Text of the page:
The First Easter
After the Crucifixion, writes J.K. Elliott, the disciples had a vivid and personal feeling that Jesus was in some sense still with them.
An investigation into the career of Jesus of Nazareth cannot be based only on his birth, baptism, ministry, trial and death. This sequence needs to be extended to take into account the claim that after his burial he left the tomb and was seen alive by various witnesses. These resurrection appearances are referred to in each of the four New Testament gospels, and the Easter stories are all told as if they were historical events on the same basis as, say, the crucifixion.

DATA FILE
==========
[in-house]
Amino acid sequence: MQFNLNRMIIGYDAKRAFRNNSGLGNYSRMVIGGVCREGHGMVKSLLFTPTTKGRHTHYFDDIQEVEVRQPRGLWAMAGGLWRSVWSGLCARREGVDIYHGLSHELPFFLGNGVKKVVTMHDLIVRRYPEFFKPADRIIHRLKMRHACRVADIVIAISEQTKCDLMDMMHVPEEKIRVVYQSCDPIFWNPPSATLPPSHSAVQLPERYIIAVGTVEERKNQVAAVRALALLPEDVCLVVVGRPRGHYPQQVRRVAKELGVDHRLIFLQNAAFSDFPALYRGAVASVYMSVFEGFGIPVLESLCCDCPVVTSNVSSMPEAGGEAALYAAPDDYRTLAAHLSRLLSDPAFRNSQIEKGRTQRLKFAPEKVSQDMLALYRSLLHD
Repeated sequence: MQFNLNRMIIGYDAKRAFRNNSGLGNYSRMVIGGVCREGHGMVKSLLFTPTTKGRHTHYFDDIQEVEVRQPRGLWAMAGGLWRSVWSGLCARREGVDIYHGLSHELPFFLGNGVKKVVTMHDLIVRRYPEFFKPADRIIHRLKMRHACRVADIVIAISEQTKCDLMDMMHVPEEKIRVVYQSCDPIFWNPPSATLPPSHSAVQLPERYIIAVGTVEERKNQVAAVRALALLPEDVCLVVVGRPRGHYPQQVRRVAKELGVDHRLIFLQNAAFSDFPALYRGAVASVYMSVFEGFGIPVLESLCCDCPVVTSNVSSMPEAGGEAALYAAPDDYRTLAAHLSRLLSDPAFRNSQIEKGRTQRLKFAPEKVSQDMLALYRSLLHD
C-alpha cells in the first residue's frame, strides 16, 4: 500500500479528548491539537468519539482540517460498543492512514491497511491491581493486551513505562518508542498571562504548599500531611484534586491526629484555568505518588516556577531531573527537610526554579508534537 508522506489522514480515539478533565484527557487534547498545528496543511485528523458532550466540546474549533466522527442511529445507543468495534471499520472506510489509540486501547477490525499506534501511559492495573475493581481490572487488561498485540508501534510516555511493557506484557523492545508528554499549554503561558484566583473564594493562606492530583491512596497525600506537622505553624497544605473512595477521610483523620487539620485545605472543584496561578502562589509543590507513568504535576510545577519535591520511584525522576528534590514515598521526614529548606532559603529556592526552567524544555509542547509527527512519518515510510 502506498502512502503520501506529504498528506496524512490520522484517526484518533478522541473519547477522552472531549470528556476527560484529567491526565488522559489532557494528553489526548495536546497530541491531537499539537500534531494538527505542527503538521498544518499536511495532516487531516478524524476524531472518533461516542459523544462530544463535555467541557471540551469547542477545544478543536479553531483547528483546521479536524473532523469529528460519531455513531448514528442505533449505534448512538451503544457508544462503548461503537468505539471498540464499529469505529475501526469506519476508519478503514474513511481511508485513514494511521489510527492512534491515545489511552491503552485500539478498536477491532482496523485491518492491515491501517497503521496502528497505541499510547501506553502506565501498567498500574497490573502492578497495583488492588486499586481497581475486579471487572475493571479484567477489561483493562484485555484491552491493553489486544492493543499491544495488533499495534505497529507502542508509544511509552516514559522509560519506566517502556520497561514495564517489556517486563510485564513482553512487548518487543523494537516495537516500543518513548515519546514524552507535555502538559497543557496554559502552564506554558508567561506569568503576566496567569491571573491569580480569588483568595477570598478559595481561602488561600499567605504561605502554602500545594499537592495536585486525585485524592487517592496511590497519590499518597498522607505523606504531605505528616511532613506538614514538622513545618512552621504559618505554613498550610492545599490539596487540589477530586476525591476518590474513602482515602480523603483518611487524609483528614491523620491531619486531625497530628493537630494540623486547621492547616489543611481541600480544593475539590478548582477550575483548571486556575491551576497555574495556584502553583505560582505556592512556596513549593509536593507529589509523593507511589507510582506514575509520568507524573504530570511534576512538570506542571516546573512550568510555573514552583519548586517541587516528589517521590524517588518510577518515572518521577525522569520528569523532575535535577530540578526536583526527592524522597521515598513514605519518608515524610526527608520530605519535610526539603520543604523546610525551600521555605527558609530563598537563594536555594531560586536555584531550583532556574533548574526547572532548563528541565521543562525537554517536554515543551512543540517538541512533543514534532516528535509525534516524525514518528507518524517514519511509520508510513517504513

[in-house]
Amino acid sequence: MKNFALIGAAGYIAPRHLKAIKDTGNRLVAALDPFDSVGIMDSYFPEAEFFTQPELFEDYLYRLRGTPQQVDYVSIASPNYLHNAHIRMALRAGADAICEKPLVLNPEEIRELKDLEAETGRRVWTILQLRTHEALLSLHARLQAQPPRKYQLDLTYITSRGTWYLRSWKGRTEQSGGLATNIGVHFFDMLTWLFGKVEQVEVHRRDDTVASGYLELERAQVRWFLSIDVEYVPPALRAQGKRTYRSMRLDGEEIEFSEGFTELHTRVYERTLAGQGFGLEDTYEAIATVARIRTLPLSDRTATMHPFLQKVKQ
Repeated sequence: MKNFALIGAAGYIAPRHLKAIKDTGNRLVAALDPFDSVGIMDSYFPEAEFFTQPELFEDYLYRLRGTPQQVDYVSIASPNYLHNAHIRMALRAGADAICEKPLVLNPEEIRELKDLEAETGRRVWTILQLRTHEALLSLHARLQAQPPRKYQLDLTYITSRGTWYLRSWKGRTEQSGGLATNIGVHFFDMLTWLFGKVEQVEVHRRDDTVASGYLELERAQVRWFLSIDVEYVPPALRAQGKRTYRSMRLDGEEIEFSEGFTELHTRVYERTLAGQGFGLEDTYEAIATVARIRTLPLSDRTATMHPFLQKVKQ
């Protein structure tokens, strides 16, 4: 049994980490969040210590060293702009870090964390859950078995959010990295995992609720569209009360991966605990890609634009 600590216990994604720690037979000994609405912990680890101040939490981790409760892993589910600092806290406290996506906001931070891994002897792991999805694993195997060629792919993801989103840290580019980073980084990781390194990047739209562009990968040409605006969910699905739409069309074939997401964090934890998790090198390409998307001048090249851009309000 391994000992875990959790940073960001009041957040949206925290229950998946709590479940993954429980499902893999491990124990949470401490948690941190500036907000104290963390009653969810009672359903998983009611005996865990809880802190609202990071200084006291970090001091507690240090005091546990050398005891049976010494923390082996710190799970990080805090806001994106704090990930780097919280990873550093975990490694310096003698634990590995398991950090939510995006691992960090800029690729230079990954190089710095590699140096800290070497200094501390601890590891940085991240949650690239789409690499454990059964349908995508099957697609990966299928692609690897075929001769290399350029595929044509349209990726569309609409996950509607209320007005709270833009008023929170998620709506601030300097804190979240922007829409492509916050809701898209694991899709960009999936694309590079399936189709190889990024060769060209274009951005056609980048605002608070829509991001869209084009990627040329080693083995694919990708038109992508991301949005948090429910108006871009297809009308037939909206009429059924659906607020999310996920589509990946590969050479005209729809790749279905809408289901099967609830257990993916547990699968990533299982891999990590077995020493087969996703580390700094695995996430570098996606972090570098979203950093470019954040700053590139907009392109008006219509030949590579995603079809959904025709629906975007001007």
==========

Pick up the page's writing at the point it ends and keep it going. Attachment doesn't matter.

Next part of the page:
Each gospel dates Jesus' resurrection from the Sunday after his burial on Good Friday. We may suspect that originally, when it was announced that Jesus had been raised 'after three days', all that was meant was 'after a short interval', but that, as the tradition developed, this loose expression was made into a literal three-day period; the Friday of the burial, the Saturday in the tomb, and the discovery of the empty tomb some time between darkness after the Saturday and the dawn on Sunday.